There are also two of the scariest scenes in cinema. Eventually the story moves into a hospital and stays there, but just before that move, there’s a terrific confessional scare – crazy spooky voice, effective cackle, blood – that elevates the entire project.
And then there’s that insane flash of terror as one nurse crosses the narrow hallway in front of the camera, quickly followed by some gauze-draped figure, arms outstretched. Eep!
4. Dawn of the Dead (1978)
Romero returned to the land of the undead in ’78 with a full-color sequel to Night of the Living Dead. The film follows a news producer, her chopper pilot boyfriend, and two Philly SWAT cops ready to abandon the organized zombie fight and find peace elsewhere. The four board a helicopter, eventually landing on the roof of a mall, which they turn into their private hideaway.
Romero, make-up legend Tom Savini, and Italian horror director Dario Argento teamed up for this sequel. You feel Argento’s presence in the score and the vivid red of the gore. Bloated, dated, and suffering from blue zombie make up, the film does not stand up as well as the original, but it still packs a punch.
Ken Foree and Scott Reiniger as the buddies from SWAT create the most effective moments, whether character-driven tension or zombie-driven action. Romero’s politics are on his sleeve with this one. He uses the “z” word, digs at Eighties consumerism, shows full-color entrails, and reminds us again that the undead may not be our biggest enemy once the zombie-tastrophe falls.
3. The Texas Chainsaw Massacre 2 (1986)
Tobe Hooper revisited his southern cannibal clan 12 years after unleashing The Texas Chain Saw Massacre on an unsuspecting world, and he had the great Dennis Hopper in tow. Hopper plays a retired Texas Marshall. He joins forces with a radio host, played gamely by Caroline Williams. Together they flush the Sawyer family out of hiding. And just in case we’d missed how Leatherface got his name, the act of removing someone’s face to wear as a mask is revisited in a kind of weird wooing ritual.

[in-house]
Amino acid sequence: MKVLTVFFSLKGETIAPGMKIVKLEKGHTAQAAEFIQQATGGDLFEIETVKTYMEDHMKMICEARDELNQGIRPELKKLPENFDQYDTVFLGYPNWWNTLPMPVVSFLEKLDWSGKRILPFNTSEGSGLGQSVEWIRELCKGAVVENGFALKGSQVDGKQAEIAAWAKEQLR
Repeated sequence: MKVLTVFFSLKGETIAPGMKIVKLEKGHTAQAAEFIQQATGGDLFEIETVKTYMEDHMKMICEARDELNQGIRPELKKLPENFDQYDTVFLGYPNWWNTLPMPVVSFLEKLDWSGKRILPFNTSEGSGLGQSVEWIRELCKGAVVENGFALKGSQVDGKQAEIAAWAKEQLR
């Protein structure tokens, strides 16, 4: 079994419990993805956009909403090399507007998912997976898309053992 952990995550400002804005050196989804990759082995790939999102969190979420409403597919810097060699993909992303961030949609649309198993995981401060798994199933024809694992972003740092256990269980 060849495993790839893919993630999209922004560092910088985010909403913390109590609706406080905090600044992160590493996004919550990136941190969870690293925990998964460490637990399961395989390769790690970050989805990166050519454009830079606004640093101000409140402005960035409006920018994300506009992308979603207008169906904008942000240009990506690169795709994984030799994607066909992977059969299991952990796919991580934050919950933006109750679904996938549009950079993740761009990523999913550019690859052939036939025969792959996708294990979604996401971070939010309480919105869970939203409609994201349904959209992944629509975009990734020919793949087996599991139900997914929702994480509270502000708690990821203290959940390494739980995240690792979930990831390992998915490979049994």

TCM2 certainly gets weird, and boasts an unhinged performance by Hopper as a lawman willing to make some ugly choices to follow his obsession. Jim Siedow (The Cook) returns, and veteran genre favorite Bill Moseley adds a quirky ugliness to the proceedings. There’s also an awful lot of screaming, even for this kind of a film, but it’s a worthy genre flick. It pales in comparison to the original, but it deserves its own appreciation. Hold it up against any other low-rent horror output of 1986 and it’s a standout.
2. Evil Dead II: Dead by Dawn (1987)
In 1981, Sam Raimi and Bruce Campbell crafted the single bloodiest film ever made. Six years later, Raimi gets a little Ray Harryhausen and Campbell gets a makeover in a sequel that’s mostly a remake. An even broader comedy, with clay-mation monsters aplenty, Evil Dead II works harder for laughs than for scares.
Expect a lot of the same: Necronomicon, possessed friends, demonic woods, dismemberment, and fun. Plus hundreds of gallons of black, green, and red goo. Nice.
The wide eyed, romantic Ash from episode one slowly morphs into the ass kicking, catch phrase spouting, boom-boom stick toting badass we’ll see in all his glory in the third installment. Ash would finally learn how important it is not to listen to tapes left by the owners of the cabin you’re secretly squatting in for the weekend. And we’d eventually learn never to wear Michigan State paraphernalia when camping with Bruce Campbell.
1. The Bride of Frankenstein (1935)
James Whale and Boris Karloff returned to Castle Frankenstein for an altogether superior tale of horror. What makes this one a stronger picture is the dark humor and subversive attitude, mostly animated by Frankenstein’s colleague Dr. Pretorius (Ernest Thesiger).
Thesiger’s mad doctor makes for a suitable counterpart to the earnest and contrite Henry Frankenstein (Colin Clive, again), and a sly vehicle for Whale. This fey and peculiar monster-maker handles the most brilliant dialogue the film has to offer, including the iconic toast, “To gods and monsters.”
The sequel casts off the earnestness of the original, presenting a darker film that’s far funnier, often outrageous for its time, with a fuller story. Karloff again combines tenderness and menace, and Elsa Lanchester becomes the greatest goth goddess of all film history as his Bride.